Meritor says RSD-compliant vehicle steer axles, with their increased size and torque, are more susceptible than prior vehicles to braking vibration issues due to assembled brake TIR (Total Indicator Reading). Meritor say three major factors contribute to assembled brake TIR; drum run-out, hub-to-drum mating surfaces/pilots and wheel bearing adjustment.
The fix this issue, Meritor says techs must check TIR on a brake drum in an assembled brake. Do not disassemble the wheel/tire assembly, brake drum from hub or any other components prior to initial TIR inspection. Disassembly will change the original position of the assembled components and may vary TIR readings/performance, the company says.
If assembled TIR exceeds 0.015-in. (0.381 mm), Meritor advises technicians to:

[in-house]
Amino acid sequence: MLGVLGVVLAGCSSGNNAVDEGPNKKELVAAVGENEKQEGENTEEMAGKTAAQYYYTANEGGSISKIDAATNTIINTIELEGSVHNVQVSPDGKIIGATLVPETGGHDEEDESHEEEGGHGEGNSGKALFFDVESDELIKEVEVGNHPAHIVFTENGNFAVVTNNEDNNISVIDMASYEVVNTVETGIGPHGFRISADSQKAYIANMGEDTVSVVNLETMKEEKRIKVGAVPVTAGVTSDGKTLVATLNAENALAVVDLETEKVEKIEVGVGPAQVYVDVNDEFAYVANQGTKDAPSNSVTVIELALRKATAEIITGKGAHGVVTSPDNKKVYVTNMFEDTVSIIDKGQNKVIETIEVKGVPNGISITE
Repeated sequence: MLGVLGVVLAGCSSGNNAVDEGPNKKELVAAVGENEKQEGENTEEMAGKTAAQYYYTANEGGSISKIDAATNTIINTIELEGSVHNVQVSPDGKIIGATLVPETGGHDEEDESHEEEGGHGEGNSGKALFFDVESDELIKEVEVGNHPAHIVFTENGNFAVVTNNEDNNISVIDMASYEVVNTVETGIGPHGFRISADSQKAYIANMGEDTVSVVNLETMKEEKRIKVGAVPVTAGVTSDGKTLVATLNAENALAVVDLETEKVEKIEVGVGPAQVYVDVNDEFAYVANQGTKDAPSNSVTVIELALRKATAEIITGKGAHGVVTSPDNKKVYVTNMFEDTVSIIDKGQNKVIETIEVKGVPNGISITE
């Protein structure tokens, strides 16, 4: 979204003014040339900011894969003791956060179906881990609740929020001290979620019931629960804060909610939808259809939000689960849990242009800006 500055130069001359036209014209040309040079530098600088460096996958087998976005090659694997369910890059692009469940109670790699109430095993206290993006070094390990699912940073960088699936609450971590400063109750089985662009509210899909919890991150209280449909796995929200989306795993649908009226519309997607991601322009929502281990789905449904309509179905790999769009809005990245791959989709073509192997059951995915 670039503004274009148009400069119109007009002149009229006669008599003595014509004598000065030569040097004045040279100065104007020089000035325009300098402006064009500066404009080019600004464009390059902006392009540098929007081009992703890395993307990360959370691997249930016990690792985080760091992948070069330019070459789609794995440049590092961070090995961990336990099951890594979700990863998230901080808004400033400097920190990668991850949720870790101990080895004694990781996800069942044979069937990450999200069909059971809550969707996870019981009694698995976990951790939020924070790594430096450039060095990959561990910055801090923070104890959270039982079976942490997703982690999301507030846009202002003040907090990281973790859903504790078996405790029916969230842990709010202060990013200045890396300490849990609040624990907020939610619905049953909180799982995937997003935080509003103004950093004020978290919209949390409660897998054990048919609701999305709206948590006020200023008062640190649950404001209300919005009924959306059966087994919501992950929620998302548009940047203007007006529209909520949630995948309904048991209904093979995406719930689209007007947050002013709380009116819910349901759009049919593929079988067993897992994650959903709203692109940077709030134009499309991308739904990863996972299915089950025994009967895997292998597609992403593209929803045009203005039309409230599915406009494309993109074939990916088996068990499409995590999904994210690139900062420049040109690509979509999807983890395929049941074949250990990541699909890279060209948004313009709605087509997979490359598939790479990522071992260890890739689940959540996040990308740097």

- Remove the drum and inspect the components. Damaged and corroded hub-to-drum mating surfaces/pilots are becoming a common cause of vibration complaints.
- Verify wheel bearing adjustment. Wheel bearing end play must be within the required 0.001”-0.005” or be properly preloaded with Dr. Preload or assemble brake TIR will be increased. Excessive end play can cause the drum braking surface to not be concentric to the bearings/spindle.
If damaged is found, replace the necessary components, re-assemble and verify TIR is within specification. Additionally, Meritor says it is extremely importance for proper brake balance and performance to:
- Verify that all brake drum diameters on an axle are within 0.025’
- Verify all brake drums are under 0.080’ of wear, allowing for wear during current service interval
- Verify brake drums are all of equal original weight
- Verify that the original Brake drum weight is proper to dissipate the heat generated by this brake in the current application